There's that, and then there's the awfully predictable ending that will make any fan of Ender's Game or The Last Starfighter roll their eyes so hard they'll fall into the back of their skull.
That said, it's a faced-paced, easy read and I am genuinely looking forward to recommending this novel to teens in the library that are immersed in this culture. I can tell Cline had a blast writing it, at least it feels that way, and I guess that should stand for something.
I've heard that Spielberg is making a film out of it, as a Librarian it's sacrilege to say this but I think the film could be done a hell of a lot better and I really look forward to it.
Drugs are bad, mmkay?
Near-future London has been devoured by riots. The culprits? Out of control teens labelled "feral" by the media and the police.
Huge swaths of misbehaving students have been put on a new wonder drug called Concentr8. It's like Ritalin on steroids. Wait, that might be confusing, it's like Super-Ritalin. There, that's better.
Concentr8 has been "proven" by the medical community, often backed by pharmaceutical companies, to reduce criminality in youth suffering from ADHD.
Then, out of the blue, the program is stopped cold. The teens, suddenly deprived of their precious drug, go all Dee Snider and decide that they "Ain't Gonna Take It," hence the riots.
The novel focuses on a young gang, although they wouldn't call themselves that. It's made up of Blaze, Troy, Lee, Femi & Karen. They've been on Concentr8 for many years and decide to wander out and see if they can capitalize on the rioting.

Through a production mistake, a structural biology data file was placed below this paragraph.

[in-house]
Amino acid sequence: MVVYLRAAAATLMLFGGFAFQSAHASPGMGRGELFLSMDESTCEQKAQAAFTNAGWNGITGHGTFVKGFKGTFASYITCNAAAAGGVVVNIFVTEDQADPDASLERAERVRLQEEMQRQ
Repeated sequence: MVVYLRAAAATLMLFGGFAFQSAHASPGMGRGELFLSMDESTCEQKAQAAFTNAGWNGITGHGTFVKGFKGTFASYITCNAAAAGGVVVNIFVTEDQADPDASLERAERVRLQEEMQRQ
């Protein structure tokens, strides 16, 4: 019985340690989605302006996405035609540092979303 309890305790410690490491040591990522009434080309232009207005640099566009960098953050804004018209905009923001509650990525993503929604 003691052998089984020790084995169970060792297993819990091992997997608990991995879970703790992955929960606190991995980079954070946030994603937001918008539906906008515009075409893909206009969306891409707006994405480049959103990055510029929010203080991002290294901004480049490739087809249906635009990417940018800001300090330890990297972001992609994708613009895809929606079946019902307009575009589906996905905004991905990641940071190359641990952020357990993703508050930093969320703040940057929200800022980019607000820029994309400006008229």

The problem is Blaze, their unofficial leader, decides to take things to a brand new level. He holds a man at knife-point, robs him and takes him to an abandoned warehouse in London where he holds him hostage. The others go along with the crime, because that's what gang members usually do.
With no real plan in mind, they tie the hostage to a radiator and decide to wait out the riots.
Told from multiple perspectives, including all of the gang members, a journalist, the hostage, a police negotiator and the mayor of London, Concentr8 delivers a fast paced, gritty ride through a week-long hostage crisis initiated by a group of troubled teens that don't really know what they want or why they did what they did in the first place.
I'll admit, I didn't know very much about ADHD going into this novel and I found myself thoroughly enjoying the little snippets of research Sutcliffe provides at the beginning of each chapter on drugs like Ritalin and the motives of pharmaceutical companies.
Fans of Trash by Andy Mulligan and the film Attack the Block will really enjoy Concentr8. It's about kids being steamrolled by a system they didn't ask to be a part of. It's about how frantic we are to label kids as having ADHD or bi-polar or whatever disability is the hot new thing. Check it out.